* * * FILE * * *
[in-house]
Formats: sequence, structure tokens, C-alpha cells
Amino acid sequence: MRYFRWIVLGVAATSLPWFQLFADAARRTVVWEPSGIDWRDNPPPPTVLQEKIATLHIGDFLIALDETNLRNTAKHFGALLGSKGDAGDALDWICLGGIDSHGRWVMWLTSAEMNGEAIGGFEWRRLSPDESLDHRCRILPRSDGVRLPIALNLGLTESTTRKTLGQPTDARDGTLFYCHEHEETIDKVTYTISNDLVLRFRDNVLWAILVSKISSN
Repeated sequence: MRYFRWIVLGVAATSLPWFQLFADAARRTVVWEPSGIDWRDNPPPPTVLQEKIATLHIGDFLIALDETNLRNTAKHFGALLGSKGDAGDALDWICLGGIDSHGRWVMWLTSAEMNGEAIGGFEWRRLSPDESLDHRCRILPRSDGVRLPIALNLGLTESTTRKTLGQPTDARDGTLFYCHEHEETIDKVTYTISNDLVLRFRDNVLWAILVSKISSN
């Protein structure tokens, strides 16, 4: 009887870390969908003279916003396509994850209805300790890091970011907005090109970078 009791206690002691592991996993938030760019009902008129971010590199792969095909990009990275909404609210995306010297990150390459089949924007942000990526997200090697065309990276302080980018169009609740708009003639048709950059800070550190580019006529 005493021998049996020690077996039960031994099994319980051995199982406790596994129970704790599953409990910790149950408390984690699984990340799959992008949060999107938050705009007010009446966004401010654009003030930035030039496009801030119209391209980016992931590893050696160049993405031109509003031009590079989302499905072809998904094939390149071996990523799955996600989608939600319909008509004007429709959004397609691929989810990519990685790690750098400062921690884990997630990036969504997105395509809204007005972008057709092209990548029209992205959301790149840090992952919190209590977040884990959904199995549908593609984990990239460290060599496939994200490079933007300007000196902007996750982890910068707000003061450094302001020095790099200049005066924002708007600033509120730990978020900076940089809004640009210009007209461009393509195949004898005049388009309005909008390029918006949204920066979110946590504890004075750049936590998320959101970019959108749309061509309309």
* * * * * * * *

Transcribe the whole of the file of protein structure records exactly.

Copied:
[in-house]
Formats: sequence, structure tokens, C-alpha cells
Amino acid sequence: MRYFRWIVLGVAATSLPWFQLFADAARRTVVWEPSGIDWRDNPPPPTVLQEKIATLHIGDFLIALDETNLRNTAKHFGALLGSKGDAGDALDWICLGGIDSHGRWVMWLTSAEMNGEAIGGFEWRRLSPDESLDHRCRILPRSDGVRLPIALNLGLTESTTRKTLGQPTDARDGTLFYCHEHEETIDKVTYTISNDLVLRFRDNVLWAILVSKISSN
Repeated sequence: MRYFRWIVLGVAATSLPWFQLFADAARRTVVWEPSGIDWRDNPPPPTVLQEKIATLHIGDFLIALDETNLRNTAKHFGALLGSKGDAGDALDWICLGGIDSHGRWVMWLTSAEMNGEAIGGFEWRRLSPDESLDHRCRILPRSDGVRLPIALNLGLTESTTRKTLGQPTDARDGTLFYCHEHEETIDKVTYTISNDLVLRFRDNVLWAILVSKISSN
């Protein structure tokens, strides 16, 4: 009887870390969908003279916003396509994850209805300790890091970011907005090109970078 009791206690002691592991996993938030760019009902008129971010590199792969095909990009990275909404609210995306010297990150390459089949924007942000990526997200090697065309990276302080980018169009609740708009003639048709950059800070550190580019006529 005493021998049996020690077996039960031994099994319980051995199982406790596994129970704790599953409990910790149950408390984690699984990340799959992008949060999107938050705009007010009446966004401010654009003030930035030039496009801030119209391209980016992931590893050696160049993405031109509003031009590079989302499905072809998904094939390149071996990523799955996600989608939600319909008509004007429709959004397609691929989810990519990685790690750098400062921690884990997630990036969504997105395509809204007005972008057709092209990548029209992205959301790149840090992952919190209590977040884990959904199995549908593609984990990239460290060599496939994200490079933007300007000196902007996750982890910068707000003061450094302001020095790099200049005066924002708007600033509120730990978020900076940089809004640009210009007209461009393509195949004898005049388009309005909008390029918006949204920066979110946590504890004075750049936590998320959101970019959108749309061509309309």